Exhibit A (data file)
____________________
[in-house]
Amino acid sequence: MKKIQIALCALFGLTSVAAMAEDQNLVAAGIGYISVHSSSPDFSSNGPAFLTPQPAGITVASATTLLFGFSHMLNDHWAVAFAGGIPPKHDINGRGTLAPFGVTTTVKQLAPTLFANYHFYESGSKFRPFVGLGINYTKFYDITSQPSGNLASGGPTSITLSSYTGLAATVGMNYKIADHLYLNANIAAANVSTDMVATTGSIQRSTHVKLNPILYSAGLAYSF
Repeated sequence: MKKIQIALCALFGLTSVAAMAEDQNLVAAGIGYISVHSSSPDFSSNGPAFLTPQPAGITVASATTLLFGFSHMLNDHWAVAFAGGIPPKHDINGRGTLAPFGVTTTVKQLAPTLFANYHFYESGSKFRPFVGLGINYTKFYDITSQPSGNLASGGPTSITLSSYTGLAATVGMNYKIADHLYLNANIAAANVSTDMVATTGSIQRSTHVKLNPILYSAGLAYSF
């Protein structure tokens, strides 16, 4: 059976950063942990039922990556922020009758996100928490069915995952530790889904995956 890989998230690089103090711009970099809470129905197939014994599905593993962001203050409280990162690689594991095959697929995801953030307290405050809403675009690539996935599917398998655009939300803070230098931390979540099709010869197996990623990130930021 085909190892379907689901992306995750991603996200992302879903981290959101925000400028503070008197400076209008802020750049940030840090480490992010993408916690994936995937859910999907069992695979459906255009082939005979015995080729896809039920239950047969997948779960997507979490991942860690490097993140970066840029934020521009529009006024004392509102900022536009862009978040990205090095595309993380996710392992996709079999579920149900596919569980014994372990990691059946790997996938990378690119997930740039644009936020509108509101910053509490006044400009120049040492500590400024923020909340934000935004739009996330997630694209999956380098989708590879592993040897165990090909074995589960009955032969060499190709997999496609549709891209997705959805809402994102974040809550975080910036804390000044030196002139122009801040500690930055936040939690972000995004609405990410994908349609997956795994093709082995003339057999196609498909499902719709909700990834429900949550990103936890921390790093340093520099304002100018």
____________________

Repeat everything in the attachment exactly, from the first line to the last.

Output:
[in-house]
Amino acid sequence: MKKIQIALCALFGLTSVAAMAEDQNLVAAGIGYISVHSSSPDFSSNGPAFLTPQPAGITVASATTLLFGFSHMLNDHWAVAFAGGIPPKHDINGRGTLAPFGVTTTVKQLAPTLFANYHFYESGSKFRPFVGLGINYTKFYDITSQPSGNLASGGPTSITLSSYTGLAATVGMNYKIADHLYLNANIAAANVSTDMVATTGSIQRSTHVKLNPILYSAGLAYSF
Repeated sequence: MKKIQIALCALFGLTSVAAMAEDQNLVAAGIGYISVHSSSPDFSSNGPAFLTPQPAGITVASATTLLFGFSHMLNDHWAVAFAGGIPPKHDINGRGTLAPFGVTTTVKQLAPTLFANYHFYESGSKFRPFVGLGINYTKFYDITSQPSGNLASGGPTSITLSSYTGLAATVGMNYKIADHLYLNANIAAANVSTDMVATTGSIQRSTHVKLNPILYSAGLAYSF
């Protein structure tokens, strides 16, 4: 059976950063942990039922990556922020009758996100928490069915995952530790889904995956 890989998230690089103090711009970099809470129905197939014994599905593993962001203050409280990162690689594991095959697929995801953030307290405050809403675009690539996935599917398998655009939300803070230098931390979540099709010869197996990623990130930021 085909190892379907689901992306995750991603996200992302879903981290959101925000400028503070008197400076209008802020750049940030840090480490992010993408916690994936995937859910999907069992695979459906255009082939005979015995080729896809039920239950047969997948779960997507979490991942860690490097993140970066840029934020521009529009006024004392509102900022536009862009978040990205090095595309993380996710392992996709079999579920149900596919569980014994372990990691059946790997996938990378690119997930740039644009936020509108509101910053509490006044400009120049040492500590400024923020909340934000935004739009996330997630694209999956380098989708590879592993040897165990090909074995589960009955032969060499190709997999496609549709891209997705959805809402994102974040809550975080910036804390000044030196002139122009801040500690930055936040939690972000995004609405990410994908349609997956795994093709082995003339057999196609498909499902719709909700990834429900949550990103936890921390790093340093520099304002100018």